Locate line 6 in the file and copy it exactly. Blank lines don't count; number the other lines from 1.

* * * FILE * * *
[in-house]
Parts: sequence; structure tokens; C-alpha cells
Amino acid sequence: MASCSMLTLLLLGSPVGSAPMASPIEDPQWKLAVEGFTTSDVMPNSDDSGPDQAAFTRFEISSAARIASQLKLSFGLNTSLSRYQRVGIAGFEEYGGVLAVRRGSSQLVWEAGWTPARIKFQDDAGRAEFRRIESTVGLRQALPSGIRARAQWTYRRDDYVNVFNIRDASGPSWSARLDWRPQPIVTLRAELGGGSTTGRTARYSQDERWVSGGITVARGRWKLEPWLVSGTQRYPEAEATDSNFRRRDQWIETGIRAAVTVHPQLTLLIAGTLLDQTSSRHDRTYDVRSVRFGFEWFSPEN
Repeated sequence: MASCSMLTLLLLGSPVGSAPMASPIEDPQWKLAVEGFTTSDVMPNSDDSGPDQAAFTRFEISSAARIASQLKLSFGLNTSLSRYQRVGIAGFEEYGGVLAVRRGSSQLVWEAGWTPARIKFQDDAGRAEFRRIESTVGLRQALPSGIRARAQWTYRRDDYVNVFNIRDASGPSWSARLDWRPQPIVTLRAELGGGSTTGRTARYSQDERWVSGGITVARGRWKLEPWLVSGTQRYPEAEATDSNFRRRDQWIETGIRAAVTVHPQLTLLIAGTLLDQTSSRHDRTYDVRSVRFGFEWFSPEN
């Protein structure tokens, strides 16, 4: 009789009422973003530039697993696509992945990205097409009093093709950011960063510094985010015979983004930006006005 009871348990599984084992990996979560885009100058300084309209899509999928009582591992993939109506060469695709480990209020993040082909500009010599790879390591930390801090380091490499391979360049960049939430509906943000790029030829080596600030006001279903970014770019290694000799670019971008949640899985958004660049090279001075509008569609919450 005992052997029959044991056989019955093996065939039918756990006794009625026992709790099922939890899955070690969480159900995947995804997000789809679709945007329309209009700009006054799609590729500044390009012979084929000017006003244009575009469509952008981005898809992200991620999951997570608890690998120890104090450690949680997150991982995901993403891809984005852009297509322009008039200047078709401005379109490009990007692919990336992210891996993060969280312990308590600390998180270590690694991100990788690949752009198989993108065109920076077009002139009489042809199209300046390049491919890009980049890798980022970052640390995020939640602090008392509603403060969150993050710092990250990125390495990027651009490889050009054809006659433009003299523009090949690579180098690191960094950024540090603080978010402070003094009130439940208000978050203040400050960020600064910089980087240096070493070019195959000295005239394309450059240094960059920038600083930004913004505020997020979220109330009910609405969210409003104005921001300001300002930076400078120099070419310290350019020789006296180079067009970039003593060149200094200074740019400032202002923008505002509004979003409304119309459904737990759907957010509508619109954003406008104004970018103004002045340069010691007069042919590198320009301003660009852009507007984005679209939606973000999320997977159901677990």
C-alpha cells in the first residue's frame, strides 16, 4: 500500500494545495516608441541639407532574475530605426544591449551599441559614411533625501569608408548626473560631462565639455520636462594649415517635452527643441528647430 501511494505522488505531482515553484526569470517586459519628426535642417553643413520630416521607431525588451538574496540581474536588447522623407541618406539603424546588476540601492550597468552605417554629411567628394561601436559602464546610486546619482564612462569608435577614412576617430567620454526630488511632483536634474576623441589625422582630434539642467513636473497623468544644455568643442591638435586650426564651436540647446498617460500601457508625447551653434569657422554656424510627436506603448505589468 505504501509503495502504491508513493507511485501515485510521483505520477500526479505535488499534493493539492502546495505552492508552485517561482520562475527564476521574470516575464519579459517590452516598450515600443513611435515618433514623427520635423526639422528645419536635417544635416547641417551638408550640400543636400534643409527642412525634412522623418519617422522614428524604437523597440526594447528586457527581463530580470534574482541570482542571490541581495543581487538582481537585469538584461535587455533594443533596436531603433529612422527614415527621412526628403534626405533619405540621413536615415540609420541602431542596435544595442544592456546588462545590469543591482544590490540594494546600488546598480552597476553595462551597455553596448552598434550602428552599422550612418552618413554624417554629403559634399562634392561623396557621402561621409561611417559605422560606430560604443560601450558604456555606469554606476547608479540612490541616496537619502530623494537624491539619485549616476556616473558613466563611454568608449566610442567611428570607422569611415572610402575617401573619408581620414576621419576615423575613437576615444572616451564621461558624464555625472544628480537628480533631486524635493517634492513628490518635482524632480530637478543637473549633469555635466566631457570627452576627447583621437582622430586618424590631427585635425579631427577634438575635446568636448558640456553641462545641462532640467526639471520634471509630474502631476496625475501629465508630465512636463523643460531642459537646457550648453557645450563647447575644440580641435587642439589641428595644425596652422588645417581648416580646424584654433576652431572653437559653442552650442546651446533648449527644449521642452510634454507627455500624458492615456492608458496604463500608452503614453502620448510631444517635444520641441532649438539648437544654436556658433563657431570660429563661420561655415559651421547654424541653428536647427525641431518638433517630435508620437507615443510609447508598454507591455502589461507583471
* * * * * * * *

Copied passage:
C-alpha cells in the first residue's frame, strides 16, 4: 500500500494545495516608441541639407532574475530605426544591449551599441559614411533625501569608408548626473560631462565639455520636462594649415517635452527643441528647430 501511494505522488505531482515553484526569470517586459519628426535642417553643413520630416521607431525588451538574496540581474536588447522623407541618406539603424546588476540601492550597468552605417554629411567628394561601436559602464546610486546619482564612462569608435577614412576617430567620454526630488511632483536634474576623441589625422582630434539642467513636473497623468544644455568643442591638435586650426564651436540647446498617460500601457508625447551653434569657422554656424510627436506603448505589468 505504501509503495502504491508513493507511485501515485510521483505520477500526479505535488499534493493539492502546495505552492508552485517561482520562475527564476521574470516575464519579459517590452516598450515600443513611435515618433514623427520635423526639422528645419536635417544635416547641417551638408550640400543636400534643409527642412525634412522623418519617422522614428524604437523597440526594447528586457527581463530580470534574482541570482542571490541581495543581487538582481537585469538584461535587455533594443533596436531603433529612422527614415527621412526628403534626405533619405540621413536615415540609420541602431542596435544595442544592456546588462545590469543591482544590490540594494546600488546598480552597476553595462551597455553596448552598434550602428552599422550612418552618413554624417554629403559634399562634392561623396557621402561621409561611417559605422560606430560604443560601450558604456555606469554606476547608479540612490541616496537619502530623494537624491539619485549616476556616473558613466563611454568608449566610442567611428570607422569611415572610402575617401573619408581620414576621419576615423575613437576615444572616451564621461558624464555625472544628480537628480533631486524635493517634492513628490518635482524632480530637478543637473549633469555635466566631457570627452576627447583621437582622430586618424590631427585635425579631427577634438575635446568636448558640456553641462545641462532640467526639471520634471509630474502631476496625475501629465508630465512636463523643460531642459537646457550648453557645450563647447575644440580641435587642439589641428595644425596652422588645417581648416580646424584654433576652431572653437559653442552650442546651446533648449527644449521642452510634454507627455500624458492615456492608458496604463500608452503614453502620448510631444517635444520641441532649438539648437544654436556658433563657431570660429563661420561655415559651421547654424541653428536647427525641431518638433517630435508620437507615443510609447508598454507591455502589461507583471